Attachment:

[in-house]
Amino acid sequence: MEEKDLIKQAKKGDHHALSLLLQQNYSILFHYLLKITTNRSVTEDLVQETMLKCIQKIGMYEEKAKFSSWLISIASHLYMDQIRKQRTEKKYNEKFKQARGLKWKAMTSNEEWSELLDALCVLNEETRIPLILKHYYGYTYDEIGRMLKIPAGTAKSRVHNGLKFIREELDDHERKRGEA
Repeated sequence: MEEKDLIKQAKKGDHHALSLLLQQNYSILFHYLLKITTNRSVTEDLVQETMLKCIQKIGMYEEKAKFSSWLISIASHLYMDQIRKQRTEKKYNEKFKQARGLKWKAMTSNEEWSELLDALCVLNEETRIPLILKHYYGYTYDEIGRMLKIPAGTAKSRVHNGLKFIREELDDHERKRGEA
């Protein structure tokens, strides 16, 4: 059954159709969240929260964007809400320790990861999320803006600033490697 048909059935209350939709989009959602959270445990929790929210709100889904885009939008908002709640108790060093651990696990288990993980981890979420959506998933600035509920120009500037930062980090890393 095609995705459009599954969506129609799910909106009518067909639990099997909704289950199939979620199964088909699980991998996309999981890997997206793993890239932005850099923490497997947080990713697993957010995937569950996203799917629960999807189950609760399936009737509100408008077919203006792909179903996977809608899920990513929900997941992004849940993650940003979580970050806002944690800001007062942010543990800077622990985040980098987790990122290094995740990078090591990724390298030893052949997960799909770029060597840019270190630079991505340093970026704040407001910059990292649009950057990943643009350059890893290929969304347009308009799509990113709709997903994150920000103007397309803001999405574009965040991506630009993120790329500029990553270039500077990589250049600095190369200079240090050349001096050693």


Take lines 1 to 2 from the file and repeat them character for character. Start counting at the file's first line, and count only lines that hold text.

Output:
[in-house]
Amino acid sequence: MEEKDLIKQAKKGDHHALSLLLQQNYSILFHYLLKITTNRSVTEDLVQETMLKCIQKIGMYEEKAKFSSWLISIASHLYMDQIRKQRTEKKYNEKFKQARGLKWKAMTSNEEWSELLDALCVLNEETRIPLILKHYYGYTYDEIGRMLKIPAGTAKSRVHNGLKFIREELDDHERKRGEA